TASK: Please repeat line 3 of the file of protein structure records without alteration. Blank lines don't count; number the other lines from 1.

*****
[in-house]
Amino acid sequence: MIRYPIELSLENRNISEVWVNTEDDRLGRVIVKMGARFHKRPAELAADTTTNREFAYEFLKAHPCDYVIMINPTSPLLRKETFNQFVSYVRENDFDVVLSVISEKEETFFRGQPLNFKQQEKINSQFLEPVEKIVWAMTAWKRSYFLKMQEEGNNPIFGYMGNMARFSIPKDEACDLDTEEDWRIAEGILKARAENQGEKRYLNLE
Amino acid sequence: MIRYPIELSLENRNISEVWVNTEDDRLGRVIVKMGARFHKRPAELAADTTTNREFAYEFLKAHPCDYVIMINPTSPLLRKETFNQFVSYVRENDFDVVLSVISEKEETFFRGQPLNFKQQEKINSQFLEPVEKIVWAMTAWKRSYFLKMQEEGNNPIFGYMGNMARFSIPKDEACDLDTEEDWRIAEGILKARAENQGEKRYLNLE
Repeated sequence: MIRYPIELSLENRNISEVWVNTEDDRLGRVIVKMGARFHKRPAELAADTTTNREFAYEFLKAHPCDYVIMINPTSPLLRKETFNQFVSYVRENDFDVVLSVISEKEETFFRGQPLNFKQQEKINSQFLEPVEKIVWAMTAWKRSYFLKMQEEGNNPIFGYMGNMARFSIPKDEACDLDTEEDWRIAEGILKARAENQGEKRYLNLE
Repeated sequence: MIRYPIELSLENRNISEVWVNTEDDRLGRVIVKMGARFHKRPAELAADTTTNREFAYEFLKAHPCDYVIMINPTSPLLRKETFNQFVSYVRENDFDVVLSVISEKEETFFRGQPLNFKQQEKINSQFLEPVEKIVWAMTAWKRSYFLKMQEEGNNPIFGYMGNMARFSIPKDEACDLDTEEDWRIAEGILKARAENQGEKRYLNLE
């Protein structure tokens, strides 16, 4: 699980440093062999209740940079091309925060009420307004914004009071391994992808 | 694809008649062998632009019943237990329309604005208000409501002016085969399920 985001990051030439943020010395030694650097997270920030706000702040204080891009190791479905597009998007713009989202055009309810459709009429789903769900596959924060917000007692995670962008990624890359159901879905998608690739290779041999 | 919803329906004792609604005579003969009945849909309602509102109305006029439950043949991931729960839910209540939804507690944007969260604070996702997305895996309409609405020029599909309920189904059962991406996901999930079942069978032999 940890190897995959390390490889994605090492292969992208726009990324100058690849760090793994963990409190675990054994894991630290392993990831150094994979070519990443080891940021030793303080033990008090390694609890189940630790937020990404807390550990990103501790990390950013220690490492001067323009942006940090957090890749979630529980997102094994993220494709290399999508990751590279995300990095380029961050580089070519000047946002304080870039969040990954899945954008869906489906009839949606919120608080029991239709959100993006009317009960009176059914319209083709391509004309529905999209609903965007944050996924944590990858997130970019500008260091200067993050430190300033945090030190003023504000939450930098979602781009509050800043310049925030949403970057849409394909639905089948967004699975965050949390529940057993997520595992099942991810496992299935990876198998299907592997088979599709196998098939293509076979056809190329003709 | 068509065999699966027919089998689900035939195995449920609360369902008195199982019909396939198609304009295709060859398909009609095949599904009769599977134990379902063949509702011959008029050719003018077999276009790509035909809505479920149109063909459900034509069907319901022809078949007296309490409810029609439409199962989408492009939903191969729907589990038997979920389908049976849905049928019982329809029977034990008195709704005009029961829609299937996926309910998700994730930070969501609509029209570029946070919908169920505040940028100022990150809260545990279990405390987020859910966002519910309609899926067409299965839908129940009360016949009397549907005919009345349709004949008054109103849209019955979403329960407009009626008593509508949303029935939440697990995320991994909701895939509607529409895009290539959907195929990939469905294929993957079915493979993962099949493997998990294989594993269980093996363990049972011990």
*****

Amino acid sequence: MIRYPIELSLENRNISEVWVNTEDDRLGRVIVKMGARFHKRPAELAADTTTNREFAYEFLKAHPCDYVIMINPTSPLLRKETFNQFVSYVRENDFDVVLSVISEKEETFFRGQPLNFKQQEKINSQFLEPVEKIVWAMTAWKRSYFLKMQEEGNNPIFGYMGNMARFSIPKDEACDLDTEEDWRIAEGILKARAENQGEKRYLNLE